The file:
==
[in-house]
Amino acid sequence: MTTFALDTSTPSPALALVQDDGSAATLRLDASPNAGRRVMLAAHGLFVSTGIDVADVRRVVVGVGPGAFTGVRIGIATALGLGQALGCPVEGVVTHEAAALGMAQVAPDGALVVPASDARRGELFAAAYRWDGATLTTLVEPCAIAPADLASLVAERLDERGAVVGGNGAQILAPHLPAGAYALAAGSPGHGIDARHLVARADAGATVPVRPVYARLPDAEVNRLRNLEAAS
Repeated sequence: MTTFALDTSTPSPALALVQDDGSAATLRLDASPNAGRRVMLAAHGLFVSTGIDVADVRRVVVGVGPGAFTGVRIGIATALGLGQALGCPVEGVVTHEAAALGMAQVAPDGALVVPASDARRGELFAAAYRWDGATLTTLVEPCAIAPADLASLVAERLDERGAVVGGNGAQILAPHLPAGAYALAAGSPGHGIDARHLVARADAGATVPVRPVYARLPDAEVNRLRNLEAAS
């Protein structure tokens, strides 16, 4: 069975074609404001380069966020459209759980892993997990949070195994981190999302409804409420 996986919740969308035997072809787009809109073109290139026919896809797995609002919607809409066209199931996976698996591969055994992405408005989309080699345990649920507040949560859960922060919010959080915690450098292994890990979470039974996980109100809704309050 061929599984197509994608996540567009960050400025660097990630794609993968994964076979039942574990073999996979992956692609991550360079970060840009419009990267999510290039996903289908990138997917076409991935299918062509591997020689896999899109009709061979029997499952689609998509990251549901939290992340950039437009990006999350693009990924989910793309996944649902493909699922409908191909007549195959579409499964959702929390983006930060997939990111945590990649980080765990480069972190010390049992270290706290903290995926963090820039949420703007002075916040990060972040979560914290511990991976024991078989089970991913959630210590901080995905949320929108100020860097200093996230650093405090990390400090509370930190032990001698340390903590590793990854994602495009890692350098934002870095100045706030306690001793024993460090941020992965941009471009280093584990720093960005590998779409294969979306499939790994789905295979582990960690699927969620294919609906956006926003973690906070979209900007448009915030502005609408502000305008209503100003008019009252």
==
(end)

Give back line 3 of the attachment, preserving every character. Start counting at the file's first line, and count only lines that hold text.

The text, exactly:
Repeated sequence: MTTFALDTSTPSPALALVQDDGSAATLRLDASPNAGRRVMLAAHGLFVSTGIDVADVRRVVVGVGPGAFTGVRIGIATALGLGQALGCPVEGVVTHEAAALGMAQVAPDGALVVPASDARRGELFAAAYRWDGATLTTLVEPCAIAPADLASLVAERLDERGAVVGGNGAQILAPHLPAGAYALAAGSPGHGIDARHLVARADAGATVPVRPVYARLPDAEVNRLRNLEAAS